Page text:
I once rented a house in St Francis for a few months. Not on the canals, obviously. I didn’t want to be mistaken for one of those people. You know what I’m talking about. Perhaps you are one yourself, and you’ve never really thought about it. Well, think about it now, buddy.

I was opposite the police station, which didn’t make me feel any safer, but if I was attacked by someone from the St Francis Paddling Club ripped on cocaine and anabolic steroids so that he or she can keep jogging, canoeing, golfing, surfing and selling property without ever having to sleep, I’d at least be able to drag myself across the road and bribe a cop to help me.

The weird thing was, a rooster woke me one morning. Not, unfortunately, by bringing in a Bloody Mary and gently pecking my nethers until I opened my beer-encrusted eyes. It woke me by doing its cockadoodle routine somewhere nearby. The only chickens I’d seen so far were in the Spar, and they didn’t say much.

The woman next to me sat bolt upright in bed. “Did you hear that?” she whispered. “Yes,” I whispered back. “You know what this means, don’t you?” she whispered. Her eyes were big and full of fear.

I couldn’t believe I didn’t see it right away. If there was a chicken in the area, you could bet there’d be a darkie not far behind it. This village was jammed with God-fearing white folk, almost none of whom were gun-toting fundamentalists on a mission to keep the neighbourhood from falling into the clutches of Islam. Stopping the darkies from moving in, however, was another matter altogether.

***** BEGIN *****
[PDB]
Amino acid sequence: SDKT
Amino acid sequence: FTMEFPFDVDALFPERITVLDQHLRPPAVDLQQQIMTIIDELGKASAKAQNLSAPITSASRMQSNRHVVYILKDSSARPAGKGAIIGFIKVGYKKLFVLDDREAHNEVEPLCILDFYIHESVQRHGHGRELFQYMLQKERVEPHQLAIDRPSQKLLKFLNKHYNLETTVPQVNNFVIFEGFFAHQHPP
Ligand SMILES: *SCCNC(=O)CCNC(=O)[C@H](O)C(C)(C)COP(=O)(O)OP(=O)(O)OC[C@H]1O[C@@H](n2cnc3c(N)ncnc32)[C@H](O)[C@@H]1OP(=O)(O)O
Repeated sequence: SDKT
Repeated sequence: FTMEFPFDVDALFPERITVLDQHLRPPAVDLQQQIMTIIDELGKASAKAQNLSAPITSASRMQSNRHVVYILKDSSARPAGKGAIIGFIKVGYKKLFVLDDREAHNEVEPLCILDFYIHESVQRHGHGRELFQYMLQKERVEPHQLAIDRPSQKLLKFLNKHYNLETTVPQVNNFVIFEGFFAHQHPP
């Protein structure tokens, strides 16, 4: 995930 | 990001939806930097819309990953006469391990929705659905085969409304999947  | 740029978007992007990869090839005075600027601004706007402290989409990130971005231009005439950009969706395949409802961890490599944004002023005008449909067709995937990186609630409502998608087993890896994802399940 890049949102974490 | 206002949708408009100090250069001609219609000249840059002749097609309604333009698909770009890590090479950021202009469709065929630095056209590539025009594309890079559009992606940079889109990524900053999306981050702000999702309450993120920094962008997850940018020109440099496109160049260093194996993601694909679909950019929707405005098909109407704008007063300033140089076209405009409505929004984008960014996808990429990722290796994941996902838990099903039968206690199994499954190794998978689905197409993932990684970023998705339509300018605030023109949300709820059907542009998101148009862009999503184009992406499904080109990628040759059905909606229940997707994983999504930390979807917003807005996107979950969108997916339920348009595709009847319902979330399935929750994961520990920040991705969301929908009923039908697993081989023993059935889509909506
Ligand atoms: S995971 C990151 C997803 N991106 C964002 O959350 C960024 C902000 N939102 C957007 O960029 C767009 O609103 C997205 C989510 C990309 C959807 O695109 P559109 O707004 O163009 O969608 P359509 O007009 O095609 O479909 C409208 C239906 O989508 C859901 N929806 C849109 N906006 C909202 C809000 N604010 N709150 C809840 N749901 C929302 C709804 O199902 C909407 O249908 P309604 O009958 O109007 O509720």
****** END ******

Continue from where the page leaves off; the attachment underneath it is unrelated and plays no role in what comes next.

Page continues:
Around here, nobody kept a chicken for a pet. Maybe in the ghetto, but that was a three-minute drive and a million light years away. Here, in Caucasian Central, chickens were for braaing, not for the reading of entrails or the making of friends. My parents bought one for me and my sister when we were kids. It would wait for us to come home from school, then rocket out of the azaleas and try to gouge our eyes out with its razor-sharp spurs. I think it was a Filipino fighting cock. Some pet. I can’t remember what happened to it, but I like to think it ended up in the oven where it belonged.

I subsequently discovered that the St Francis rooster was causing consternation throughout the village. I overheard two botoxed biddies in matching cashmere sweaters talking in an arts and crafts shop. I was in there looking for glue. To sniff, okay? I don’t do arts and crafts. Not yet. But when I do, you can be sure that I will use the plasticine, pipe cleaners and magnetic beads to make the most powerful bomb the world has ever seen. Then we’ll see who’s laughing.

Anyway. These women were speaking in voices that only the very old or very rich think are hushed.

“I saw it for the first time this morning!”

“What was it like?”

“Not as big as you’d think.”

“Cocks are funny like that.”

Maybe they weren’t even talking about the rooster. It doesn’t matter. I left before the conversation could take a nasty turn.


See you all soon.



Ben Trovato is the author of thirteen books, although you wouldn’t think so if you had to see his living conditions. With a background in print and television journalism, Trovato’s popular newspaper columns have earned him a wicked reputation and a fatty liver. He can often be found surfing instead of meeting his deadlines. Trovato lives alone with two regrets and a hangover.